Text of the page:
CRISPR-Cas (clustered regularly interspaced short palindromic repeats-CRISPR-associated) systems are widespread in archaea and bacteria, and research on their molecular mechanisms has led to the development of genome-editing techniques based on a few Type II systems. However, there has not been any report on harnessing a Type I or Type III system for genome editing. Here, a method was developed to repurpose both CRISPR-Cas systems for genetic manipulation in Sulfolobus islandicus, a thermophilic archaeon. A novel type of genome-editing plasmid (pGE) was constructed, carrying an artificial mini-CRISPR array and a donor DNA containing a non-target sequence. Transformation of a pGE plasmid would yield two alternative fates to transformed cells: wild-type cells are to be targeted for chromosomal DNA degradation, leading to cell death, whereas those carrying the mutant gene would survive the cell killing and selectively retained as transformants. Using this strategy, different types of mutation were generated, including deletion, insertion and point mutations. We envision this method is readily applicable to different bacteria and archaea that carry an active CRISPR-Cas system of DNA interference provided the protospacer adjacent mo...Continue Reading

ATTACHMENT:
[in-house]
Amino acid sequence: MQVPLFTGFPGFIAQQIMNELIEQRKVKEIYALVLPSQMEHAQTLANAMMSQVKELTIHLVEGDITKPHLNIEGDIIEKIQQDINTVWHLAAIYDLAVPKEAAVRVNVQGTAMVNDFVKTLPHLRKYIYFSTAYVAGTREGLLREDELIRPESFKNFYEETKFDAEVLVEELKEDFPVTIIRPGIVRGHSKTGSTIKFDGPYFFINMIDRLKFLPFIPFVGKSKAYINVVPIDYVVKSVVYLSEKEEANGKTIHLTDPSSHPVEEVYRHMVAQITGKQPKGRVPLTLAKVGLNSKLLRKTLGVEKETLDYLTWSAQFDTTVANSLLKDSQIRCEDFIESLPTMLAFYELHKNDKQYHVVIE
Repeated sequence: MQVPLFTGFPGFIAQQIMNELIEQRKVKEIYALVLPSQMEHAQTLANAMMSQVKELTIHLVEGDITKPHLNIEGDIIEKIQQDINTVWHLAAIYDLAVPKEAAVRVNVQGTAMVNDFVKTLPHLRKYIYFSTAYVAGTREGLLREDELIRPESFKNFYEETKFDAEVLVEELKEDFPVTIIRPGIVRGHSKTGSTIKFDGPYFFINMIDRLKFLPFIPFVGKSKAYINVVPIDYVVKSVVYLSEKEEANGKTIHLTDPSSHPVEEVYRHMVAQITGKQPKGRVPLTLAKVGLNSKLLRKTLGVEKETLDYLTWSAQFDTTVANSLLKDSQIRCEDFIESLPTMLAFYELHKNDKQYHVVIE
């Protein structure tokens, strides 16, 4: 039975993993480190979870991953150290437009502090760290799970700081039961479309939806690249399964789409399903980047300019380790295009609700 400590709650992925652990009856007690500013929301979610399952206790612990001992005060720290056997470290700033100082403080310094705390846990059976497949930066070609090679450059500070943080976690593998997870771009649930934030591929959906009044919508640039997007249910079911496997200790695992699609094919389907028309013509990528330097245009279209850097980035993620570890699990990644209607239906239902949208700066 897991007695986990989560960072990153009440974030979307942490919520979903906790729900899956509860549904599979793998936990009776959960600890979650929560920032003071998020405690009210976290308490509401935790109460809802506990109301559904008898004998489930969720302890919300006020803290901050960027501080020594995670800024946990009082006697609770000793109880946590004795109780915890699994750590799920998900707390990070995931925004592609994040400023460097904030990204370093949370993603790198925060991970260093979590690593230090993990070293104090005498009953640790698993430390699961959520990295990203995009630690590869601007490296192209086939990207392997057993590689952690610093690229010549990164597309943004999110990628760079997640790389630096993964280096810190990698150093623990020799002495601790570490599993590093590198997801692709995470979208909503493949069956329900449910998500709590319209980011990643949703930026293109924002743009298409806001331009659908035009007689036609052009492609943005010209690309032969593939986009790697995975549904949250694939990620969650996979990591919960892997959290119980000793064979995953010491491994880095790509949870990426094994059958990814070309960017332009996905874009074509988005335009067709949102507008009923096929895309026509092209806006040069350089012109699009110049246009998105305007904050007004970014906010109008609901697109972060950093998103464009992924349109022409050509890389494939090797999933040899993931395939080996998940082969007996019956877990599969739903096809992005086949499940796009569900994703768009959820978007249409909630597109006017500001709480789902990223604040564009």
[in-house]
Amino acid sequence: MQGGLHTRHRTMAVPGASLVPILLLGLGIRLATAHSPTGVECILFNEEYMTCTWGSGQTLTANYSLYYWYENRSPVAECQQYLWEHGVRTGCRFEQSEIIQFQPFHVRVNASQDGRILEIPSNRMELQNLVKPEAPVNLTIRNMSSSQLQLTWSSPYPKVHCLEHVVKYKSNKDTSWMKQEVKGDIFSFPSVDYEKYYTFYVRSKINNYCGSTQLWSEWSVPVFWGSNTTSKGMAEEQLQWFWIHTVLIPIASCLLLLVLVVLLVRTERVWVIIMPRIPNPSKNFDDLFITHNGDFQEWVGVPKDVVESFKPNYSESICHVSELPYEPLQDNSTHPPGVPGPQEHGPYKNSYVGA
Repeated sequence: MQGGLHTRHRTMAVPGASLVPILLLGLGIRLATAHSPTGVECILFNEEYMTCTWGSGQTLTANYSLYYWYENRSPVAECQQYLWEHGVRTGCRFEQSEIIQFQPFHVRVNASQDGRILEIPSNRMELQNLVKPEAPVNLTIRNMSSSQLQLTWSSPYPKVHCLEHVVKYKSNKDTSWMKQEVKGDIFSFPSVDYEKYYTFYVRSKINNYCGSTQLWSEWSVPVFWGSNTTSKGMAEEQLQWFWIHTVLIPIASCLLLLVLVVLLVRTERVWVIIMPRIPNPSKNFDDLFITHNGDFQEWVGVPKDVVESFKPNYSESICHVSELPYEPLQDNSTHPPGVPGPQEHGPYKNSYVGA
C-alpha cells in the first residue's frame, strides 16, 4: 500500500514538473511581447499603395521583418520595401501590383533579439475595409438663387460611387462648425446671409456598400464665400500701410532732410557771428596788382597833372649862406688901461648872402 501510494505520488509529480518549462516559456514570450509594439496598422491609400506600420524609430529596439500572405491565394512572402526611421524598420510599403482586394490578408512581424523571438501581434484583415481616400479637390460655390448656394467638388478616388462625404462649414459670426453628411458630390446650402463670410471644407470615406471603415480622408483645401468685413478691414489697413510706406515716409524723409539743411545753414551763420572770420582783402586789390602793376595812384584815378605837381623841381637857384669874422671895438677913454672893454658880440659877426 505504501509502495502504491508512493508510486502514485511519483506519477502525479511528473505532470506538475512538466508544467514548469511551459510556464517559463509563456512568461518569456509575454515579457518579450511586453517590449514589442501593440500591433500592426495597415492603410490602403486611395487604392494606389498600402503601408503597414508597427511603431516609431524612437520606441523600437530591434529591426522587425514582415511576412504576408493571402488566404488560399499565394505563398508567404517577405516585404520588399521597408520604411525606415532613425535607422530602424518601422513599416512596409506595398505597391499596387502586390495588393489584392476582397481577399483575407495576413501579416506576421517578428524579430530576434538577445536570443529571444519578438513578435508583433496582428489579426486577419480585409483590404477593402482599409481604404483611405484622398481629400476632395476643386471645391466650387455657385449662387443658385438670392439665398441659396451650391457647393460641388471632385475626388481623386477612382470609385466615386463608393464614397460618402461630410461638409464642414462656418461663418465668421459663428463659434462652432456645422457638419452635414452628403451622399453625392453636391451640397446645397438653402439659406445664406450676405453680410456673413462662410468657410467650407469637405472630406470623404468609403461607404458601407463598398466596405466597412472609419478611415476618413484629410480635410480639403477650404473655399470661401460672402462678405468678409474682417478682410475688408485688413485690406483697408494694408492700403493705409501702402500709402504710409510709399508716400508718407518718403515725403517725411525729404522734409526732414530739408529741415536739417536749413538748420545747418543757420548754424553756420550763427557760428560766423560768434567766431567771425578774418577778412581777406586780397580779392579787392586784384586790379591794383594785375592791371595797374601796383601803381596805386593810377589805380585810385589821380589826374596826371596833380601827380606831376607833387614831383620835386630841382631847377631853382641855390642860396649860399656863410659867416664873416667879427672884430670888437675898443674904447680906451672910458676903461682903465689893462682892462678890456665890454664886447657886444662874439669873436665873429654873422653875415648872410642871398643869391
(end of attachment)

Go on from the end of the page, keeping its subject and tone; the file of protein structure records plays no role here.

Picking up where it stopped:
CRISPR families of the crenarchaeal genus Sulfolobus: bidirectional transcription and dynamic properties
Unmarked gene deletion and host-vector system for the hyperthermophilic crenarchaeon Sulfolobus islandicus
Revealing the essentiality of multiple archaeal pcna genes using a mutant propagation assay based on an improved knockout method
Dynamic properties of the Sulfolobus CRISPR/Cas and CRISPR/Cmr systems when challenged with vector-borne viral and plasmid genes and protospacers
Genome analyses of Icelandic strains of Sulfolobus islandicus, model organisms for genetic and virus-host interaction studies
Crystal structure of Cmr2 suggests a nucleotide cyclase-related enzyme in type III CRISPR-Cas systems
An archaeal immune system can detect multiple protospacer adjacent motifs (PAMs) to target invader DNA
CRISPR interference can prevent natural transformation and virulence acquisition during in vivo bacterial infection
Cas9-crRNA ribonucleoprotein complex mediates specific DNA cleavage for adaptive immunity in bacteria
Genetic determinants of PAM-dependent DNA targeting and pre-crRNA processing in Sulfolobus islandicus
Cytotoxic chromosomal targeting by CRISPR/Cas systems can reshape bacterial genomes and expel or remodel pathogenicity islands
One-step generation of mice carrying mutations in multiple genes by CRISPR/Cas-mediated genome engineering
Unexpectedly broad target recognition of the CRISPR-mediated virus defence system in the archaeon Sulfolobus solfataricus
High-efficiency multiplex genome editing of Streptomyces species using an engineered CRISPR/Cas system
An archaeal CRISPR type III-B system exhibiting distinctive RNA targeting features and mediating dual RNA and DNA interference